Thursday, November 25, 2010

Afghan fairytale as China eye record at Asian Games

GUANGZHOU, CHINA - NOVEMBER 17:  A fan holds u...Image by Getty Images via @daylife
GUANGZHOU, China (Reuters) - China's red army marched to the brink of a gold medal record at the Asian Games on Thursday while an upset victory by a rag-tag cricket team answered prayers in war-torn Afghanistan.
Jubilant Afghan players sank to their knees in prayer after an unlikely 22-run semi-final win over Pakistan ensured at least a silver medal in cricket's debut at the multi-sport event.
China's gold medal juggernaut has eased off with the gradual winding up of table tennis, badminton and gymnastics competitions but the hosts still managed to pick up titles in boxing, diving and kayaking.
They remain two shy of their record haul of 183 at the 1990 Games in Beijing with two days of competition left. South Korea are a distant second with 72 golds.
Afghanistan's victory over last year's Twenty20 world champions ensured legions of fans back home will crowd around television sets on Friday in the hope the fairytale can continue during the gold medal match against Bangladesh on Friday.
"On TV last night in Afghanistan they told people to pray that we would win," said vice-captain Karim Khan Sadeq. "Tonight they will be celebrating all over the country. It is a dream for us."
Despite bringing a second-string team, Pakistan's mix of youth and domestic-grade players were expected to overpower their strife-torn neighbor, many of whom learned the game from Pakistanis while growing up in refugee camps after fleeing conflict across the border.
Instead, it was the Pakistanis who were left weeping after a middle-order batting collapse dashed their hopes of reaching a competitive target of 125.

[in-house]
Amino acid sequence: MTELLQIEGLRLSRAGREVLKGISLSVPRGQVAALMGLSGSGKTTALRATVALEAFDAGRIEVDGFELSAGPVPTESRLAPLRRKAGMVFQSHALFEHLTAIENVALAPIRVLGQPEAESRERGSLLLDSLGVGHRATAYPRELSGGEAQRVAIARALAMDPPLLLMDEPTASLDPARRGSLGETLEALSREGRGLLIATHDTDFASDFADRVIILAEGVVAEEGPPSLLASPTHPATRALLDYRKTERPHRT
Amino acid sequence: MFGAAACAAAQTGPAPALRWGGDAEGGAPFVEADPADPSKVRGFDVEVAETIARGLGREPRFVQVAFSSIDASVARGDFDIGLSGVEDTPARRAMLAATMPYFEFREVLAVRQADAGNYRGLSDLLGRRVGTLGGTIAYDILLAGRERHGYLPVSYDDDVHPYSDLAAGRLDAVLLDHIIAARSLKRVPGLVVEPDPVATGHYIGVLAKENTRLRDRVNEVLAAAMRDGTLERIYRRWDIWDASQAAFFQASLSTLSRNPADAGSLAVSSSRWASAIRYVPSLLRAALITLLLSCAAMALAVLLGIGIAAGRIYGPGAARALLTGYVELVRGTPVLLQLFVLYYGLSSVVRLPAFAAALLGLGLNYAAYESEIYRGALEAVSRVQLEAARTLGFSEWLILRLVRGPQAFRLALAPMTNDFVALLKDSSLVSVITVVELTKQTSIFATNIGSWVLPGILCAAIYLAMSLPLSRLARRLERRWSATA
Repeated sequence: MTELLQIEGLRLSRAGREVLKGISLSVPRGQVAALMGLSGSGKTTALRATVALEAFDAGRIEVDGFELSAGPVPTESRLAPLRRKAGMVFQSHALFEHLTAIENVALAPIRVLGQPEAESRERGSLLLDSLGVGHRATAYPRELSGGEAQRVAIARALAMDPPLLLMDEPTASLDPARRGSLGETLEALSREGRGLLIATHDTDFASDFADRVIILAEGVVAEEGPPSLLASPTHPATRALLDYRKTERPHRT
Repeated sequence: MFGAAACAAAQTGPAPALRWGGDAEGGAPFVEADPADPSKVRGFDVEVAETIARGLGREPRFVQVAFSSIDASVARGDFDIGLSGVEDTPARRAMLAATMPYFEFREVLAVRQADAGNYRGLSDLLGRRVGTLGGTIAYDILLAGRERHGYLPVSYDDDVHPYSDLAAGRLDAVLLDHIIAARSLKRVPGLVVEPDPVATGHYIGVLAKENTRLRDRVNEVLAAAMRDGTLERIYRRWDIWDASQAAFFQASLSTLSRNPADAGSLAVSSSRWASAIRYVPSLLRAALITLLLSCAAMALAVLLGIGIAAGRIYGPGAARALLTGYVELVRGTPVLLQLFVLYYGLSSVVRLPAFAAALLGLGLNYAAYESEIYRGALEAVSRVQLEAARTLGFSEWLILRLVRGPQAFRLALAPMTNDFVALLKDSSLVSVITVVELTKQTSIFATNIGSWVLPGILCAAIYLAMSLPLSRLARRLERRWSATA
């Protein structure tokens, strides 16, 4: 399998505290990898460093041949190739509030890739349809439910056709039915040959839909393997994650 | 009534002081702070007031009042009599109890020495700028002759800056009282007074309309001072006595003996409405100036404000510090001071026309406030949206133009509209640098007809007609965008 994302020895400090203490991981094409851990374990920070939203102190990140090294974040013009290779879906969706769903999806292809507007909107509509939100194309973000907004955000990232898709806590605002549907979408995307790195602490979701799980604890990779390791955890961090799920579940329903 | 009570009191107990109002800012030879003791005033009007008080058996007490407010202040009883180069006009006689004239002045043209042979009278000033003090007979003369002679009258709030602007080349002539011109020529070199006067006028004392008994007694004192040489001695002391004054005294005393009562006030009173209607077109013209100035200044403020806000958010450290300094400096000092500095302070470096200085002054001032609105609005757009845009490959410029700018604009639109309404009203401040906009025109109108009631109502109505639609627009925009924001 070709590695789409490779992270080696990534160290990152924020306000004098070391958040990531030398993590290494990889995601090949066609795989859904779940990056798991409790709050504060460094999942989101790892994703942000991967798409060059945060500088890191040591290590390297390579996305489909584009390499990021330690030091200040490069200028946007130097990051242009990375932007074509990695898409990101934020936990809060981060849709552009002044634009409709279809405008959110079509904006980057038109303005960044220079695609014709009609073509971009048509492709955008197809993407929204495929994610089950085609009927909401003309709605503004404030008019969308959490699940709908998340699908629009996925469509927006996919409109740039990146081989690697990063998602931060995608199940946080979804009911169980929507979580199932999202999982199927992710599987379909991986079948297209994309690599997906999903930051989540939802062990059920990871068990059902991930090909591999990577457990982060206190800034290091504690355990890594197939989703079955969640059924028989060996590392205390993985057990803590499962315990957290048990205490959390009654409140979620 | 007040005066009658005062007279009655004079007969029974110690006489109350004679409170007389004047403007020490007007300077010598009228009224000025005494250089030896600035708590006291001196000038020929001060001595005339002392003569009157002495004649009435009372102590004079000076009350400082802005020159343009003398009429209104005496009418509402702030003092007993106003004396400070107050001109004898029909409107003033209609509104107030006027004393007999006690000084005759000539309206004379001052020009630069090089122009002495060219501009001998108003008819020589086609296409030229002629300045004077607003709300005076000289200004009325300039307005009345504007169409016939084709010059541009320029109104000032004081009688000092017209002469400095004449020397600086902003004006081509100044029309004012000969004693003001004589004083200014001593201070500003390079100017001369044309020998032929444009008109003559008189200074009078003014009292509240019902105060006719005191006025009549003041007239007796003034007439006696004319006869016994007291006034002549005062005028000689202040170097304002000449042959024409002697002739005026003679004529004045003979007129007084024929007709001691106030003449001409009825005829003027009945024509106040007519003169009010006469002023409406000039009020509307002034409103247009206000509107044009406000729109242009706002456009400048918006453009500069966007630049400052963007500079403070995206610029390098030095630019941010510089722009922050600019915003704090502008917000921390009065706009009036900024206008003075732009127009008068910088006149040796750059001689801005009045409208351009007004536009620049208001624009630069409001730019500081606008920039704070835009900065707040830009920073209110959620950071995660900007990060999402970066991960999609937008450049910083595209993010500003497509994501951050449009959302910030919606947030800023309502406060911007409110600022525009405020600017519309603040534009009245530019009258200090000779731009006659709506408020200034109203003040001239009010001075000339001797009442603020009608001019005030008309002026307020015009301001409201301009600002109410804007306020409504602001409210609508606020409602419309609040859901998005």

"We are very depressed. We cried at first," said fast bowler Aisaz Cheema. "Everybody is watching at home in Pakistan. They will not be pleased."
It was not all gloom for the Pakistan delegation, however, after their men's hockey team ground out a 2-0 win over Malaysia to clinch their first gold in 20 years and book a berth at the 2012 London Olympics.
"This is so sweet that I don't have words to express my feelings," said team manager Khawaja Muhammad Junaid. "It's a wonderful match, and today is the revival of Pakistan hockey."
Pakistan then sunk the boot in by upsetting Malaysia in the men's team squash final, preventing the southeast Asian nation from a clean sweep of golds.
The hockey and squash titles trebled Pakistan's gold medal count to three while China's women's basketball team picked up the host's 181st in the final event on day 13 of competition by defeating South Korea 70-64.
Double Olympic champion wrestler Artur Taymazov restored some pride for Uzbekistan, whose delegation has been embarrassed by bringing the only two drug cheats caught at the Asian Games.
The imperious 31-year-old overpowered Mongolia's Chuluunbat Jargalsaikhan 15-0 to make it three straight golds in the heavyweight 120 kg category.
"I feel like all gold medalists feel. My painstaking effort has paid off. I have fulfilled my goal, my task," he said.
Iran's Reze Yazdani took gold in the men's 96 kg class after weathering an ill-tempered bout and an eye-gouging from Kazakhstan's Taimuraz Tigiyev.
The cantankerous Kazakh then lashed out at the Iranian when he was declared the winner during the victory hand-raising.
Japan's men's soccer team started the tournament with a 3-0 thrashing of China in a preliminary where security personnel nearly outnumbered spectators, as authorities feared a violent flare-up amid strained ties between the two wartime foes.
Security was lighter at Tianhe stadium on Thursday evening, as Japan edged the United Arab Emirates 1-0 for their first Asian Games gold in front of a mostly generous crowd.
"I arrived here yesterday by air just for the final, I wanted to witness Japan lose this match," said disappointed spectator Yang Bing, a 42-year-old man from China's southwestern Sichuan province, nearly 2,000 kms away.
(Additional reporting by James Pomfret, Meg Shen and Sabrina Mao; Editing by John Mehaffey; To query or comment on this story email

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